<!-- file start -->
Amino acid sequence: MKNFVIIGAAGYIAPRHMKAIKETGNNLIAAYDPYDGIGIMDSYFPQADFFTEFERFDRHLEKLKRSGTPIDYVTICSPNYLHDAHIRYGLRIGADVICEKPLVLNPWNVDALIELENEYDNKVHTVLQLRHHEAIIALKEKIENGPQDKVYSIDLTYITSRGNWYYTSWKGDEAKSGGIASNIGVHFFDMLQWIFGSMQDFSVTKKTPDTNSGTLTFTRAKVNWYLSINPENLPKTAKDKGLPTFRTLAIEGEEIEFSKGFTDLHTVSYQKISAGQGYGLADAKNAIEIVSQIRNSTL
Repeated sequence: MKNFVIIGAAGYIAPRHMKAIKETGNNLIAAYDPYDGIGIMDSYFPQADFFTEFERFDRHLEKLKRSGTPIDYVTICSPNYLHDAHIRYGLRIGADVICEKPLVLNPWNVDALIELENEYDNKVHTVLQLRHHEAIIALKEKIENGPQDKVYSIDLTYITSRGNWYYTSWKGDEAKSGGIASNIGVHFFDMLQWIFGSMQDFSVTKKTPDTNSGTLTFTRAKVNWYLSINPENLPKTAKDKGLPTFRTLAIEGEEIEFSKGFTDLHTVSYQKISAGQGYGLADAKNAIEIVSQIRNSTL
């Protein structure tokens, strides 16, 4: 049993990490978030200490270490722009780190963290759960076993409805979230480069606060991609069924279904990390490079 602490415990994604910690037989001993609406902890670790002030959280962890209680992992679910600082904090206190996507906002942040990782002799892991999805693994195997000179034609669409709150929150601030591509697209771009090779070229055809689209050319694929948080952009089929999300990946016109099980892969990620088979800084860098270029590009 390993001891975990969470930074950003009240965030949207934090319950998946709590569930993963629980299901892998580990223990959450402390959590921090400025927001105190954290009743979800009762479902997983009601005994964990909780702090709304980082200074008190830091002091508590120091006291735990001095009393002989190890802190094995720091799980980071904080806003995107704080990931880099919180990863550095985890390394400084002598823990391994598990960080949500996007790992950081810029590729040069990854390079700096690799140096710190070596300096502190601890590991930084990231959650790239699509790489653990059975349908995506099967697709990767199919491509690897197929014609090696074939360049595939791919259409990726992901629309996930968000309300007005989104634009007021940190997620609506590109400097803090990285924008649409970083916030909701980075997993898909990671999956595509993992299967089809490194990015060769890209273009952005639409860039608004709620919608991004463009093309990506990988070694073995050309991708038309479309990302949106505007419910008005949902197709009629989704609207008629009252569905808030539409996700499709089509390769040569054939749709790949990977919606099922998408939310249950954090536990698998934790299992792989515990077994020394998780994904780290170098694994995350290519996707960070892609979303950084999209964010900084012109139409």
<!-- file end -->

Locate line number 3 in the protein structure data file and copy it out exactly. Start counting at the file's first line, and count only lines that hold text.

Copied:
């Protein structure tokens, strides 16, 4: 049993990490978030200490270490722009780190963290759960076993409805979230480069606060991609069924279904990390490079 602490415990994604910690037989001993609406902890670790002030959280962890209680992992679910600082904090206190996507906002942040990782002799892991999805693994195997000179034609669409709150929150601030591509697209771009090779070229055809689209050319694929948080952009089929999300990946016109099980892969990620088979800084860098270029590009 390993001891975990969470930074950003009240965030949207934090319950998946709590569930993963629980299901892998580990223990959450402390959590921090400025927001105190954290009743979800009762479902997983009601005994964990909780702090709304980082200074008190830091002091508590120091006291735990001095009393002989190890802190094995720091799980980071904080806003995107704080990931880099919180990863550095985890390394400084002598823990391994598990960080949500996007790992950081810029590729040069990854390079700096690799140096710190070596300096502190601890590991930084990231959650790239699509790489653990059975349908995506099967697709990767199919491509690897197929014609090696074939360049595939791919259409990726992901629309996930968000309300007005989104634009007021940190997620609506590109400097803090990285924008649409970083916030909701980075997993898909990671999956595509993992299967089809490194990015060769890209273009952005639409860039608004709620919608991004463009093309990506990988070694073995050309991708038309479309990302949106505007419910008005949902197709009629989704609207008629009252569905808030539409996700499709089509390769040569054939749709790949990977919606099922998408939310249950954090536990698998934790299992792989515990077994020394998780994904780290170098694994995350290519996707960070892609979303950084999209964010900084012109139409």